I see no reason to entrust the primates with that kind of gatekeeper authority. The very idea rests on the outdated notion that the church is a flock, of which bishops are shepherds. This notion apparently derives from patristic times: Before leaving for Jerusalem, Paul reportedly exhorted the elders of the church of Ephesus to keep watch over "the flock of which the Holy Spirit has made you overseers," and to "[b]e shepherds of the church of God" (Acts 20.28). Perhaps taking their cue from Paul, some early church leaders wrote in a similar vein, notably Ignatius. All this presupposes that the rest of us are sheep who must be led by their wise, benevolent human overseers. Nonsense. Bishops are not divinely-appointed monarchs; they're "hired help," with specific jobs to do.It is to laugh. Anyone who has ever watched a mainline church in the throes of controversy knows that bishops are not the leaders one looks to for theological restraint. Controversial votes in the ECUSA General Convention are decided by the deputies; the House of Bishops is always comfortably in the vanguard.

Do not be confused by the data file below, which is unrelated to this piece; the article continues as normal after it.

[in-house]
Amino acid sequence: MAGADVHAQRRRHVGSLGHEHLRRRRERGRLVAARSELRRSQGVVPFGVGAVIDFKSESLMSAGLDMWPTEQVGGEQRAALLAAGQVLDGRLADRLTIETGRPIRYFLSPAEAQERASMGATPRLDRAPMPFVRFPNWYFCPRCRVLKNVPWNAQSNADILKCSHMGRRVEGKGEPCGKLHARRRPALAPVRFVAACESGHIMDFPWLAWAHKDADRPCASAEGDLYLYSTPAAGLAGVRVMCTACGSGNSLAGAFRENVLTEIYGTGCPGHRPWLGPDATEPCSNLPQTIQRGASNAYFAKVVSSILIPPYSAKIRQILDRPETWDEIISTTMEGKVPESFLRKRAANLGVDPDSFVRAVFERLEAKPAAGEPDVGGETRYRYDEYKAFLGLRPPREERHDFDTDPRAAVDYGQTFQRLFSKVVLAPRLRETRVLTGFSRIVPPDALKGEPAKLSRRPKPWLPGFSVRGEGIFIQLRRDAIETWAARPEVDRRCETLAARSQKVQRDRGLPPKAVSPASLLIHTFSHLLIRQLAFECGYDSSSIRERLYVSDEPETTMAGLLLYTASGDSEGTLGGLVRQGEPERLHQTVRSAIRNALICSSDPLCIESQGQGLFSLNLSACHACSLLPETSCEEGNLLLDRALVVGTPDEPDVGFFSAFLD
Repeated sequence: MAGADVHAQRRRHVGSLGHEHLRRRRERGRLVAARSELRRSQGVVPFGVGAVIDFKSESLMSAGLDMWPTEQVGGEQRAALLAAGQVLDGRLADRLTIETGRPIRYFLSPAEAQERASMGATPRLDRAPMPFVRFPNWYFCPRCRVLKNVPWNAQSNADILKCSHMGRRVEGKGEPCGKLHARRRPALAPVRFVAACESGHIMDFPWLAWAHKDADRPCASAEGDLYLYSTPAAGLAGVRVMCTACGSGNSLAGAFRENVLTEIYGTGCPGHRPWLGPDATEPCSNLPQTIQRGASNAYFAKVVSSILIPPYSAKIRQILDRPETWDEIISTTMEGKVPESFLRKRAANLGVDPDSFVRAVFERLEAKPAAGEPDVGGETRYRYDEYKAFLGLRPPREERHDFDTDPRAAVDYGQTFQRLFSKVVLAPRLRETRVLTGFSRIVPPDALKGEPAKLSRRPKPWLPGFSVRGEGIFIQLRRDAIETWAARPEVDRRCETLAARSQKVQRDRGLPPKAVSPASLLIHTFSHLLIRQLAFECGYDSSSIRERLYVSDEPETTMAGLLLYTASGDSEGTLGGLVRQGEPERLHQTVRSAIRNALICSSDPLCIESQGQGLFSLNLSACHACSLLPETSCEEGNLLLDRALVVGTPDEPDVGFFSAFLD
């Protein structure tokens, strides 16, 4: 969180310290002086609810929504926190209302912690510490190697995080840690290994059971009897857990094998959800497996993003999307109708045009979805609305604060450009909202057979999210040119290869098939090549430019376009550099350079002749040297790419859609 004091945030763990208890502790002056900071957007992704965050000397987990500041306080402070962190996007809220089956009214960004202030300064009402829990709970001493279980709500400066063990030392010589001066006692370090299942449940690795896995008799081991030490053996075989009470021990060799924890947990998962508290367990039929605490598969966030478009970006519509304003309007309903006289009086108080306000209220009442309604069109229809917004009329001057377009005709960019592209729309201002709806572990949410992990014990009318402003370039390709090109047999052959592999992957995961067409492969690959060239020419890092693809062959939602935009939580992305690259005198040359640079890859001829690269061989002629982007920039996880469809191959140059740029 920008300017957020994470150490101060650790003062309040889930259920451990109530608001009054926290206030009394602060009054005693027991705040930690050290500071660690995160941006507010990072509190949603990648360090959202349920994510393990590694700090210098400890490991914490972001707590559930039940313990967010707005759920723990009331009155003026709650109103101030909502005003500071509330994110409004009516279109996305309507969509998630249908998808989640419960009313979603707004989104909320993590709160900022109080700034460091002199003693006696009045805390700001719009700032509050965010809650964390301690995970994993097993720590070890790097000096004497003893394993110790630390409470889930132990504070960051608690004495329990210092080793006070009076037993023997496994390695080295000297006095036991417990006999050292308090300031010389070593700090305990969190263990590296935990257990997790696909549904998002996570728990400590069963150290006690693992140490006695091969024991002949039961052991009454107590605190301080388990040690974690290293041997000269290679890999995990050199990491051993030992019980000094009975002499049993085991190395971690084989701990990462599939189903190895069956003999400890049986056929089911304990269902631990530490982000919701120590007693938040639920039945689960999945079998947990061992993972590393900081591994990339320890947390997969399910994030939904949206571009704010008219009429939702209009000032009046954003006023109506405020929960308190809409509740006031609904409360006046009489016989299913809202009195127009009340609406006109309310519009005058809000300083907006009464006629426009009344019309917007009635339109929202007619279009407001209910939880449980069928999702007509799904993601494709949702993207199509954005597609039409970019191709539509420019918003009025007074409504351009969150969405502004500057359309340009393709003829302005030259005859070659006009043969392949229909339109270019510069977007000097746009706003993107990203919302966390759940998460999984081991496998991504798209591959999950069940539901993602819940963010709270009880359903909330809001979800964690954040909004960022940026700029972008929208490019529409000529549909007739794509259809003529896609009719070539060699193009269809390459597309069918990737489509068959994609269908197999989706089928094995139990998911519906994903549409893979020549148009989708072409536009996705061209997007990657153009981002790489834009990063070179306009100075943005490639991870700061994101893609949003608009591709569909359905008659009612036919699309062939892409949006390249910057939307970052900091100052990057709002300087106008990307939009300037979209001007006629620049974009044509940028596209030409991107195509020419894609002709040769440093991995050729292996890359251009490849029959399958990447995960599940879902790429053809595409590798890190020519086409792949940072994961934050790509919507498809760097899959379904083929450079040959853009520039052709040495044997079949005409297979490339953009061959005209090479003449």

Those who hold the croziers for the dioceses of ECUSA lack almost any accountability to anyone. Hired help? They're more like "presidents for life". When it comes to shepherding, they are as wont to drive their flocks into new fields as they are to keep them within bounds.
And not to put too fine a point on it, but the language of liberals is all too often exactly expressive of the opinion that the laity are dumb sheep who need to be led to the green fields of tolerance and every other liberal virtue, and that without this direction, they would stray into choking down the thorns of bigotry. I have yet to find time to read the material about the proposed convenant, but it's rather obvious that the biggest problem with letting the primates at it is that the liberals would be consistently outvoted.